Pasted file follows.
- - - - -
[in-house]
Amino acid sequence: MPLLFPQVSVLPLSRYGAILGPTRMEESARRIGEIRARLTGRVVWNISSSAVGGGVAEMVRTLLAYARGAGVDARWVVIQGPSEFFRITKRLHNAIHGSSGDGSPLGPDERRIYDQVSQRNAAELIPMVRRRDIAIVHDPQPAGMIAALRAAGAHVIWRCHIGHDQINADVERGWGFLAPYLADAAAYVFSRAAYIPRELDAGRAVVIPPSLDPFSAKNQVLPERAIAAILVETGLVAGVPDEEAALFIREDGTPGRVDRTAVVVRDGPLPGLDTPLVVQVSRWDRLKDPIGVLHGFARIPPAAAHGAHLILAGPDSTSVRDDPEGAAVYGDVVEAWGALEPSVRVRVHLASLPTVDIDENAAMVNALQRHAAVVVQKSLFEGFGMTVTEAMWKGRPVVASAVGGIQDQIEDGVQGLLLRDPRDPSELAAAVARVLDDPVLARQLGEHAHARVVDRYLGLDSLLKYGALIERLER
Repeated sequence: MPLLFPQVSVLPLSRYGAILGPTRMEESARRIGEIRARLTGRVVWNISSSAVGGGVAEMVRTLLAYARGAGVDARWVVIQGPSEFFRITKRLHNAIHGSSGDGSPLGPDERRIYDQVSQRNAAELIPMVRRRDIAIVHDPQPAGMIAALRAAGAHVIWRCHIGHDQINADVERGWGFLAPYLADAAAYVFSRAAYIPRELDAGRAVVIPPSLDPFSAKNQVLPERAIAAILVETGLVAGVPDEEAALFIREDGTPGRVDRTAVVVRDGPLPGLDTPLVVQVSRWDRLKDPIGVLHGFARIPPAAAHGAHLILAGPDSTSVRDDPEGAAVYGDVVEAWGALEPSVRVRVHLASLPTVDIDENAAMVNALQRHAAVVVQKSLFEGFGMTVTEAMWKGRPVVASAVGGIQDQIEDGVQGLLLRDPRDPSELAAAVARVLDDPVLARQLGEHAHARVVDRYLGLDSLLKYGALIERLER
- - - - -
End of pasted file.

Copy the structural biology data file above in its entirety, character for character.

[in-house]
Amino acid sequence: MPLLFPQVSVLPLSRYGAILGPTRMEESARRIGEIRARLTGRVVWNISSSAVGGGVAEMVRTLLAYARGAGVDARWVVIQGPSEFFRITKRLHNAIHGSSGDGSPLGPDERRIYDQVSQRNAAELIPMVRRRDIAIVHDPQPAGMIAALRAAGAHVIWRCHIGHDQINADVERGWGFLAPYLADAAAYVFSRAAYIPRELDAGRAVVIPPSLDPFSAKNQVLPERAIAAILVETGLVAGVPDEEAALFIREDGTPGRVDRTAVVVRDGPLPGLDTPLVVQVSRWDRLKDPIGVLHGFARIPPAAAHGAHLILAGPDSTSVRDDPEGAAVYGDVVEAWGALEPSVRVRVHLASLPTVDIDENAAMVNALQRHAAVVVQKSLFEGFGMTVTEAMWKGRPVVASAVGGIQDQIEDGVQGLLLRDPRDPSELAAAVARVLDDPVLARQLGEHAHARVVDRYLGLDSLLKYGALIERLER
Repeated sequence: MPLLFPQVSVLPLSRYGAILGPTRMEESARRIGEIRARLTGRVVWNISSSAVGGGVAEMVRTLLAYARGAGVDARWVVIQGPSEFFRITKRLHNAIHGSSGDGSPLGPDERRIYDQVSQRNAAELIPMVRRRDIAIVHDPQPAGMIAALRAAGAHVIWRCHIGHDQINADVERGWGFLAPYLADAAAYVFSRAAYIPRELDAGRAVVIPPSLDPFSAKNQVLPERAIAAILVETGLVAGVPDEEAALFIREDGTPGRVDRTAVVVRDGPLPGLDTPLVVQVSRWDRLKDPIGVLHGFARIPPAAAHGAHLILAGPDSTSVRDDPEGAAVYGDVVEAWGALEPSVRVRVHLASLPTVDIDENAAMVNALQRHAAVVVQKSLFEGFGMTVTEAMWKGRPVVASAVGGIQDQIEDGVQGLLLRDPRDPSELAAAVARVLDDPVLARQLGEHAHARVVDRYLGLDSLLKYGALIERLER